Traffic jams and speed limits may prevent truckers from driving any faster, but America’s largest independent truckload carrier has found a way to speed its internet connections with drivers across the country to help address its truck driver shortage.
U.S. Xpress Enterprises last year pioneered the first test by a major motor carrier of Google’s Accelerated Mobile Pages (AMP) technology to optimize its recruitment websites and application process for truck drivers and potential hires that use their mobile devices. The test proved so successful — saving the Chattanooga company an estimated $1 million a year — that Google highlighted U.S. Xpress Jan. 4 as a prime example of the potential of its AMP technology.
After running a 20-day test period, the AMP- enabled landing pages developed by The Johnson Group for U.S. Xpress loaded five times faster than non-AMP landing pages for prospective drivers applying online for work with U.S. Xpress. The faster download speeds generated a 62% increase in completed job applications when compared to the performance of identical non-AMP landing pages.
As a result, U.S. Xpress said it plans to fully implement AMP technology across all of its recruiting platforms this year, which the company believes could achieve a projected cost savings of up to $1 million per year or more in recruitment costs.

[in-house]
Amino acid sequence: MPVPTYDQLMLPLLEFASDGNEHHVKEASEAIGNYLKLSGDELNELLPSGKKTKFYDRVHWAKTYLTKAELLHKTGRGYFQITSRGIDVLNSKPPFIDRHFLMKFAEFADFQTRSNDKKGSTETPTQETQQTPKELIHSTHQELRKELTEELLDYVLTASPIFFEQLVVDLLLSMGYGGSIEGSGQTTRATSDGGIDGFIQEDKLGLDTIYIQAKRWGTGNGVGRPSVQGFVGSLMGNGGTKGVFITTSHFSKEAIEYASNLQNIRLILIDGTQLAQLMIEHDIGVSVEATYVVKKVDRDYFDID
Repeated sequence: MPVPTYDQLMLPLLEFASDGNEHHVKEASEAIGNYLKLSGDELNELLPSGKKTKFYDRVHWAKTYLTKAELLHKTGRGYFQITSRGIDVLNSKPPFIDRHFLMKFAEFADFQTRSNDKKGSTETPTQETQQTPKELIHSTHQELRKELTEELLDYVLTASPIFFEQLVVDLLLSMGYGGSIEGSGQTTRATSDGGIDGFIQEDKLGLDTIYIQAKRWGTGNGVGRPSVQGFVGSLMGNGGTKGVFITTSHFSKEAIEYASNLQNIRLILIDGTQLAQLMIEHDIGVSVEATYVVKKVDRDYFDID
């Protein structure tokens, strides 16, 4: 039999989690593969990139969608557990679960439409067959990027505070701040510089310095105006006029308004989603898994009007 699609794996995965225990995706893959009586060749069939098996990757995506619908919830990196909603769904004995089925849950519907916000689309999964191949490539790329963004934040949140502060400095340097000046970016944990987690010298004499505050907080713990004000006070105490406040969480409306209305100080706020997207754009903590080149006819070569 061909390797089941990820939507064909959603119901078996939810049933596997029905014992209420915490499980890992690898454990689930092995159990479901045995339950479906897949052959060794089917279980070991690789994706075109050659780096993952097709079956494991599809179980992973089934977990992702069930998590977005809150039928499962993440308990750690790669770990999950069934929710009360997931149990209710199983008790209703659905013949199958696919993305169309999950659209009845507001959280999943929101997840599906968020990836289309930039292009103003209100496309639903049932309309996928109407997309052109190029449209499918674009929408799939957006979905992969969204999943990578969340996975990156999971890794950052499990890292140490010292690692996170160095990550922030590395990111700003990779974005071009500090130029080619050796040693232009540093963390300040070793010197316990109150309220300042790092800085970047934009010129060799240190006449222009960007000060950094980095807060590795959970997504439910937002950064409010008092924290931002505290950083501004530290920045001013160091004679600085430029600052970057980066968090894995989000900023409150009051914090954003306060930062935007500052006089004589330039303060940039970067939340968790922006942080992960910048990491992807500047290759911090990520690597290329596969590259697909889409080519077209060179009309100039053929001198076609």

“Due to the nature of their jobs, truckers are in constant motion and the vast majority of potential hires access U.S. Xpress’ landing pages on their phones — often from areas with painfully slow mobile service,” Google said in a report on U.S. Xpress’s experience with AMP loading pages. “Filling out online job applications can be tedious, and frustrated drivers often abandon the process without completing the necessary forms.”
In the program test last year, the AMP-enabled landing page converted more than 3.4% of visits into completed job applications, compared with less than 2.2% of the applicants on the slower-loading non-AMP-enabled pages.
“AMP enabled us to deliver job offers at incredible speed, which has had a direct, positive impact on our ability to hire new drivers,” said Chris Luke, the chief technology officer at The Johnson Group.
U.S. Xpress, like most major trucking companies, has about a 90% annual turnover rate among drivers, meaning that it has to fill about 7,000 driver seats every year.